Faculty awareness continues to rise, with 46% percent of faculty now aware of OER, up from 34% three years ago.
The percent of faculty who use OER as a required course material in at least one course has more than doubled to 13% this year, up from 6% last year.
More than a fifth (22%) of faculty who teach introductory courses use OER as a required material in at least one course.
Of the faculty who do not use OER, nearly three-quarters (74%) were open to considering it.
Nearly three-quarters (73%) of department chairpersons and most (61%) of all faculty “Agree” or “Strongly Agree” that the cost of course materials is a serious problem for their students.
For the first time, more faculty expressed a preference for digital course materials (40%) than print (25%). While faculty earlier in their careers tend to have a stronger preference for digital, all career stages showed an increase.
The majority of faculty report making changes to their textbooks, most commonly presenting material in a different order (70%), skipping sections (68%), and replacing content with their own (45%)….”
“Highlights: this edition of the Dramatic Growth of Open Access features charts that illustrate that 2018 showed the strongest growth to date for open access by number of documents searchable through BASE, PubMedCentral, arXiv, DOAJ, texts added to Internet Archive, and journals added to DOAJ….”
Financially, DOAJ has seen the benefits of the SCOSS initiative, with more than 60% of all monies being donated from the public sector….
For the first time since before 2013, we do not have a backlog of applications waiting to be triaged….
The introduction of an update function allowed us to make systematic journal entry reviews more focussed and more effective. These are undertaken as each update is submitted. Further reviews are taken across our larger multi-journal accounts where, as far as possible, we have tried to establish common metadata entries across all journals belonging to the same publishing entity….”
“As 2018 comes to an end, we would like to take a moment and recognize the significant efforts of our staff, authors, editors, reviewers, and many collaborators over this past year. And what a year it has been at PeerJ! We are proud to share it has been another landmark year publishing excellent science and contributing to the development of Open Science worldwide.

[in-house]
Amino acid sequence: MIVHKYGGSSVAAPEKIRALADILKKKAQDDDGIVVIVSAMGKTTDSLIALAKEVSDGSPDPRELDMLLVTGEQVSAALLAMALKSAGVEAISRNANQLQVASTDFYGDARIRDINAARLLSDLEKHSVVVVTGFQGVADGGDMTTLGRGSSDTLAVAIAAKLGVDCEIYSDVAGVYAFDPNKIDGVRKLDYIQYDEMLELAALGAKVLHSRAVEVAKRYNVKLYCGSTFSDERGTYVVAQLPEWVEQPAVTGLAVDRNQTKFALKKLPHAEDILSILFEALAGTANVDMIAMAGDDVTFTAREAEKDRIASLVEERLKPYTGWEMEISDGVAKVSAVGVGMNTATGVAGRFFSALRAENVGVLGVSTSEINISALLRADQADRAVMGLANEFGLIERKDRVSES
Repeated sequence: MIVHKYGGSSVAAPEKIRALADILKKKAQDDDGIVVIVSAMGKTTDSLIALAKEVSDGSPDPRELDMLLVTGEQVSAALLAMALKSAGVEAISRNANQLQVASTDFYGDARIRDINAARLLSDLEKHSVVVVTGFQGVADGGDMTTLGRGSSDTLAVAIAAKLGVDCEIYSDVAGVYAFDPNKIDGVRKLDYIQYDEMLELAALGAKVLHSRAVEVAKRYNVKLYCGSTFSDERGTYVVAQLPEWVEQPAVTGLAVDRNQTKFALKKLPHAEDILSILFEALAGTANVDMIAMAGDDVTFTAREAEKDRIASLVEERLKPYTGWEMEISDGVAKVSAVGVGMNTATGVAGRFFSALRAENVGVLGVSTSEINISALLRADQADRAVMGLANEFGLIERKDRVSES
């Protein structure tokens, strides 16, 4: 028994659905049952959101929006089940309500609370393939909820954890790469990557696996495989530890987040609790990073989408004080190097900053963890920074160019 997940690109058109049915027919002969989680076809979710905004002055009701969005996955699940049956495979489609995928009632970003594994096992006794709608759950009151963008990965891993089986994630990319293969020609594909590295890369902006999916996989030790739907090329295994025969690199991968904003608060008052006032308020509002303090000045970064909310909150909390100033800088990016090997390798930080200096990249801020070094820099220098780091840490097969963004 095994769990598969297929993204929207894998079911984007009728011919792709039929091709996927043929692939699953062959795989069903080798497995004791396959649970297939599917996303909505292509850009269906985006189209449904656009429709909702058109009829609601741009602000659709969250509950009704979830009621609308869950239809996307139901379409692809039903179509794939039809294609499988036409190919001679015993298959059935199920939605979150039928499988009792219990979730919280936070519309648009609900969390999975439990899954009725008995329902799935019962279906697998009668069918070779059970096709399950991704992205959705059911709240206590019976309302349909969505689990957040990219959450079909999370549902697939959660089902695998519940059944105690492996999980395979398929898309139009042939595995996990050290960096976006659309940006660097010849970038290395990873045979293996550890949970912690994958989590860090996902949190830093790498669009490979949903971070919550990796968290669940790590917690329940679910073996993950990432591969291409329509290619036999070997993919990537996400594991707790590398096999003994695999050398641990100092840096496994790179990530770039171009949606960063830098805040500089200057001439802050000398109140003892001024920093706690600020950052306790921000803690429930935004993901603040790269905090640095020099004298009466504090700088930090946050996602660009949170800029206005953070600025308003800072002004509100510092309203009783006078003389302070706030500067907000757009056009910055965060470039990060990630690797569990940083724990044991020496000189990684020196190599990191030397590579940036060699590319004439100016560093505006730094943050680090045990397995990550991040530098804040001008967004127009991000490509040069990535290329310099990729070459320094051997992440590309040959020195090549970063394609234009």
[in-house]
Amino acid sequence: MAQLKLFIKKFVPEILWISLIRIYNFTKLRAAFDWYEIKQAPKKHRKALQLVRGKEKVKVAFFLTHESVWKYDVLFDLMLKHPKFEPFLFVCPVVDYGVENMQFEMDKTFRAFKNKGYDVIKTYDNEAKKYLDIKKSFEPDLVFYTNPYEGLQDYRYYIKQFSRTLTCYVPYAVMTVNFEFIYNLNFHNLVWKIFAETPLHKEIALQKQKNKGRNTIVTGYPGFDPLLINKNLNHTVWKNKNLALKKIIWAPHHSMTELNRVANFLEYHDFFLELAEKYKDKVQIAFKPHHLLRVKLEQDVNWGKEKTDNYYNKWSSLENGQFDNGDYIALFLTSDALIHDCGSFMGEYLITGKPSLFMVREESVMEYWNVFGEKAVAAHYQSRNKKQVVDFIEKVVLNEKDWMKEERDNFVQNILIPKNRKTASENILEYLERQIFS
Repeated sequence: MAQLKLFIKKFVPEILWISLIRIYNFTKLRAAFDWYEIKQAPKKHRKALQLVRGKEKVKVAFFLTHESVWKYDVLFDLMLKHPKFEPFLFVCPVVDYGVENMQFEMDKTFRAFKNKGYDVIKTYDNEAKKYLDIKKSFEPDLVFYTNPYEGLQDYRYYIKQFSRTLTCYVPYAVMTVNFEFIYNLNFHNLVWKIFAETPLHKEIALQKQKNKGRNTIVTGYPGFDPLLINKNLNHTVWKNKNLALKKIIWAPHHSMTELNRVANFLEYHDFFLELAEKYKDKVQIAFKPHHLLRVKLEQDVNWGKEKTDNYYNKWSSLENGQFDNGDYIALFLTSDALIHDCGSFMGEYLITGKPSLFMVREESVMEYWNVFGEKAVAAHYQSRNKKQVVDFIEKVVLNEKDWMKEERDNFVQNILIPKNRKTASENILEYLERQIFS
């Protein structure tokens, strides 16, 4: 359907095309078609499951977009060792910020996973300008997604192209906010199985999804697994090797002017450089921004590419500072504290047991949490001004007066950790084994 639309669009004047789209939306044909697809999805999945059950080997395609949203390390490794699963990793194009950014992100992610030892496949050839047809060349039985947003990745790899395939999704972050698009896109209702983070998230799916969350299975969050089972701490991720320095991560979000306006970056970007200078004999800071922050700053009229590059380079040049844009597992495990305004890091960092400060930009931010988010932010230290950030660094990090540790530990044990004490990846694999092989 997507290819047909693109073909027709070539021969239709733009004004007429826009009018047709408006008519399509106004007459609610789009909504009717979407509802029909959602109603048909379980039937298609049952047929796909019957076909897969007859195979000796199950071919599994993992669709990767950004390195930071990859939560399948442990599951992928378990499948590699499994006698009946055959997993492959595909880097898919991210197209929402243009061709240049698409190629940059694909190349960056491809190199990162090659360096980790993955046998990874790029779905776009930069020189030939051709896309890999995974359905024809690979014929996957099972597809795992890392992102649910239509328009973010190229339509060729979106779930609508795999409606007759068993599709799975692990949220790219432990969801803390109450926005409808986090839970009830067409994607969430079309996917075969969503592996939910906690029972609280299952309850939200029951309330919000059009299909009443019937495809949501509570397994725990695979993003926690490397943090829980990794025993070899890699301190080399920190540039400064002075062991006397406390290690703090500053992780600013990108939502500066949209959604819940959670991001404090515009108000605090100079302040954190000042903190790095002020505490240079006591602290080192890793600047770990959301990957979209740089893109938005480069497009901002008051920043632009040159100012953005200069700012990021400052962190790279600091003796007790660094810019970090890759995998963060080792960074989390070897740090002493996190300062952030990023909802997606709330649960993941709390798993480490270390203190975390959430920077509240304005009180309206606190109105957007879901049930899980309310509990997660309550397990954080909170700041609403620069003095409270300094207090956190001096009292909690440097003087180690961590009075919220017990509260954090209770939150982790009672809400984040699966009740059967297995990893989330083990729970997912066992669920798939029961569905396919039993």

“Plan S reflects a more aggressive open access policy than FASTR does. FASTR requires that government agencies that fund scientific research require grantees to make their papers available to the public within a year of publication; the original publication can happen in a traditional, closed journal. (Most U.S. government agencies already have that requirement under a 2013 White House memo.)
Plan S takes that much further, requiring grantees to publish their research in an open access journal or repository from day one. What’s more, grantees must publish their papers under an open license allowing others to share and reuse them. In discussions on open access laws, EFF has long urged lawmakers to consider including open licensing mandates. Allowing the public to read the research is a great first step, but allowing the public to reuse and adapt it (even commercially) unlocks its true economic and educational potential. We hope to see more similarly strong open access reforms, both in the U.S. and around the world….”
“This was another productive year for the CORE team; our content providers have increased, along with our metadata and full text records. This makes CORE the world’s largest open access aggregator. More specifically, over the last 3 months CORE had more than 25 million users, tripling our usage compared to 2017. …